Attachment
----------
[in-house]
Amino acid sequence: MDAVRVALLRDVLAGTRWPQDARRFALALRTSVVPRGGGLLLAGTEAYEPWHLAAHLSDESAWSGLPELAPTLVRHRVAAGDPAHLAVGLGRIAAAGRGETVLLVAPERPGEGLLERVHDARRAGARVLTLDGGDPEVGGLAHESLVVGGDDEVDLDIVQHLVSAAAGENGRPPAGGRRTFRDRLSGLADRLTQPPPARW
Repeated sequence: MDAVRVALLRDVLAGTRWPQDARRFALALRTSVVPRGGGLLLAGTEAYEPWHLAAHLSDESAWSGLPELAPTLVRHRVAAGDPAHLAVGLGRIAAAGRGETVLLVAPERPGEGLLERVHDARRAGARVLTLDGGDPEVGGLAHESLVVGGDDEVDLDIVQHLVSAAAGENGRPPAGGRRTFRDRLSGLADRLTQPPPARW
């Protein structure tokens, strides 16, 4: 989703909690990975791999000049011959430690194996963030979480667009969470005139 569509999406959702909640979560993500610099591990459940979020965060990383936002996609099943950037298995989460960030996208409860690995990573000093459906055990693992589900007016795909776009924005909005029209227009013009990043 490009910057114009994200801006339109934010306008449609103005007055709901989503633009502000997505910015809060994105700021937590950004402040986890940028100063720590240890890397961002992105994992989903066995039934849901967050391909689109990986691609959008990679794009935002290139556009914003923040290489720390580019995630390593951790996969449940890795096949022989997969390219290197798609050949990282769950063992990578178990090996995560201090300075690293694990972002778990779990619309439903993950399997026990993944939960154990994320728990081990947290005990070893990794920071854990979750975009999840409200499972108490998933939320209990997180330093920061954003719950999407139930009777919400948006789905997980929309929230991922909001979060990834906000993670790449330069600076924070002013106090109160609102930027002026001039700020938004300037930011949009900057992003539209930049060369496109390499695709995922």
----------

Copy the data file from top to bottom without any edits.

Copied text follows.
[in-house]
Amino acid sequence: MDAVRVALLRDVLAGTRWPQDARRFALALRTSVVPRGGGLLLAGTEAYEPWHLAAHLSDESAWSGLPELAPTLVRHRVAAGDPAHLAVGLGRIAAAGRGETVLLVAPERPGEGLLERVHDARRAGARVLTLDGGDPEVGGLAHESLVVGGDDEVDLDIVQHLVSAAAGENGRPPAGGRRTFRDRLSGLADRLTQPPPARW
Repeated sequence: MDAVRVALLRDVLAGTRWPQDARRFALALRTSVVPRGGGLLLAGTEAYEPWHLAAHLSDESAWSGLPELAPTLVRHRVAAGDPAHLAVGLGRIAAAGRGETVLLVAPERPGEGLLERVHDARRAGARVLTLDGGDPEVGGLAHESLVVGGDDEVDLDIVQHLVSAAAGENGRPPAGGRRTFRDRLSGLADRLTQPPPARW
């Protein structure tokens, strides 16, 4: 989703909690990975791999000049011959430690194996963030979480667009969470005139 569509999406959702909640979560993500610099591990459940979020965060990383936002996609099943950037298995989460960030996208409860690995990573000093459906055990693992589900007016795909776009924005909005029209227009013009990043 490009910057114009994200801006339109934010306008449609103005007055709901989503633009502000997505910015809060994105700021937590950004402040986890940028100063720590240890890397961002992105994992989903066995039934849901967050391909689109990986691609959008990679794009935002290139556009914003923040290489720390580019995630390593951790996969449940890795096949022989997969390219290197798609050949990282769950063992990578178990090996995560201090300075690293694990972002778990779990619309439903993950399997026990993944939960154990994320728990081990947290005990070893990794920071854990979750975009999840409200499972108490998933939320209990997180330093920061954003719950999407139930009777919400948006789905997980929309929230991922909001979060990834906000993670790449330069600076924070002013106090109160609102930027002026001039700020938004300037930011949009900057992003539209930049060369496109390499695709995922």